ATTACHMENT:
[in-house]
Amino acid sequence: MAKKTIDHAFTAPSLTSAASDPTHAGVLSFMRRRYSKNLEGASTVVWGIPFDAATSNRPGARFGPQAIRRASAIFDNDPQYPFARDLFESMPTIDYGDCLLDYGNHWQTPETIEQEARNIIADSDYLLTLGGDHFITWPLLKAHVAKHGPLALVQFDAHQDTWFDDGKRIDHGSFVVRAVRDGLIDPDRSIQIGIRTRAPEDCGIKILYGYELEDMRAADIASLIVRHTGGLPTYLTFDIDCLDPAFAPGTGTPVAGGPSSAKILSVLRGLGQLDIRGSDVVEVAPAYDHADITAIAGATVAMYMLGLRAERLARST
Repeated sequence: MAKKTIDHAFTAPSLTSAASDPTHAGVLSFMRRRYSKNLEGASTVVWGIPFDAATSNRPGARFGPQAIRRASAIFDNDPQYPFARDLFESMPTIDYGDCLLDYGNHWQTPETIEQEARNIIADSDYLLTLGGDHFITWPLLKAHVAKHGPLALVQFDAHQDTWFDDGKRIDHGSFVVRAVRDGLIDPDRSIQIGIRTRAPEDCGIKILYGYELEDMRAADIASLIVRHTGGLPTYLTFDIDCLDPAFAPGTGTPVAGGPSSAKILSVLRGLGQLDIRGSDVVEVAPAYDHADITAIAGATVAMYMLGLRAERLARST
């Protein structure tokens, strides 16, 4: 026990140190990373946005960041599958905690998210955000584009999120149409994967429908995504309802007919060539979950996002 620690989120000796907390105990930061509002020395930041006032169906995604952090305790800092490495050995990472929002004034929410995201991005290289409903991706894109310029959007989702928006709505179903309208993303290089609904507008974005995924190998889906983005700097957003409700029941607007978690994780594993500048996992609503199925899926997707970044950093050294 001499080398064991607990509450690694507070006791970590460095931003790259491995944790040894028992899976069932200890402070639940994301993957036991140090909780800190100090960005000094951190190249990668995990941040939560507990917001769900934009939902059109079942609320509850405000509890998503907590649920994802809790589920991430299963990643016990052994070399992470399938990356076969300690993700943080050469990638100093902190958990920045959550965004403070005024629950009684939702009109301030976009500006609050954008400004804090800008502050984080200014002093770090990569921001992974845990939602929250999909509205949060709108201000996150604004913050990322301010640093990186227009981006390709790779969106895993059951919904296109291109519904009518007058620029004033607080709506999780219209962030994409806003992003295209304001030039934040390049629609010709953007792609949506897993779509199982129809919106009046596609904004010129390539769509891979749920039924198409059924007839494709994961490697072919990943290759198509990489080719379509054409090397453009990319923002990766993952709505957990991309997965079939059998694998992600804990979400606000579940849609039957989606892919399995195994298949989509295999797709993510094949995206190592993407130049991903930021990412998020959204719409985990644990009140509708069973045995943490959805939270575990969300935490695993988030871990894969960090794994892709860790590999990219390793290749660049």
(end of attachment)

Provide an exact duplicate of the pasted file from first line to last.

[in-house]
Amino acid sequence: MAKKTIDHAFTAPSLTSAASDPTHAGVLSFMRRRYSKNLEGASTVVWGIPFDAATSNRPGARFGPQAIRRASAIFDNDPQYPFARDLFESMPTIDYGDCLLDYGNHWQTPETIEQEARNIIADSDYLLTLGGDHFITWPLLKAHVAKHGPLALVQFDAHQDTWFDDGKRIDHGSFVVRAVRDGLIDPDRSIQIGIRTRAPEDCGIKILYGYELEDMRAADIASLIVRHTGGLPTYLTFDIDCLDPAFAPGTGTPVAGGPSSAKILSVLRGLGQLDIRGSDVVEVAPAYDHADITAIAGATVAMYMLGLRAERLARST
Repeated sequence: MAKKTIDHAFTAPSLTSAASDPTHAGVLSFMRRRYSKNLEGASTVVWGIPFDAATSNRPGARFGPQAIRRASAIFDNDPQYPFARDLFESMPTIDYGDCLLDYGNHWQTPETIEQEARNIIADSDYLLTLGGDHFITWPLLKAHVAKHGPLALVQFDAHQDTWFDDGKRIDHGSFVVRAVRDGLIDPDRSIQIGIRTRAPEDCGIKILYGYELEDMRAADIASLIVRHTGGLPTYLTFDIDCLDPAFAPGTGTPVAGGPSSAKILSVLRGLGQLDIRGSDVVEVAPAYDHADITAIAGATVAMYMLGLRAERLARST
């Protein structure tokens, strides 16, 4: 026990140190990373946005960041599958905690998210955000584009999120149409994967429908995504309802007919060539979950996002 620690989120000796907390105990930061509002020395930041006032169906995604952090305790800092490495050995990472929002004034929410995201991005290289409903991706894109310029959007989702928006709505179903309208993303290089609904507008974005995924190998889906983005700097957003409700029941607007978690994780594993500048996992609503199925899926997707970044950093050294 001499080398064991607990509450690694507070006791970590460095931003790259491995944790040894028992899976069932200890402070639940994301993957036991140090909780800190100090960005000094951190190249990668995990941040939560507990917001769900934009939902059109079942609320509850405000509890998503907590649920994802809790589920991430299963990643016990052994070399992470399938990356076969300690993700943080050469990638100093902190958990920045959550965004403070005024629950009684939702009109301030976009500006609050954008400004804090800008502050984080200014002093770090990569921001992974845990939602929250999909509205949060709108201000996150604004913050990322301010640093990186227009981006390709790779969106895993059951919904296109291109519904009518007058620029004033607080709506999780219209962030994409806003992003295209304001030039934040390049629609010709953007792609949506897993779509199982129809919106009046596609904004010129390539769509891979749920039924198409059924007839494709994961490697072919990943290759198509990489080719379509054409090397453009990319923002990766993952709505957990991309997965079939059998694998992600804990979400606000579940849609039957989606892919399995195994298949989509295999797709993510094949995206190592993407130049991903930021990412998020959204719409985990644990009140509708069973045995943490959805939270575990969300935490695993988030871990894969960090794994892709860790590999990219390793290749660049």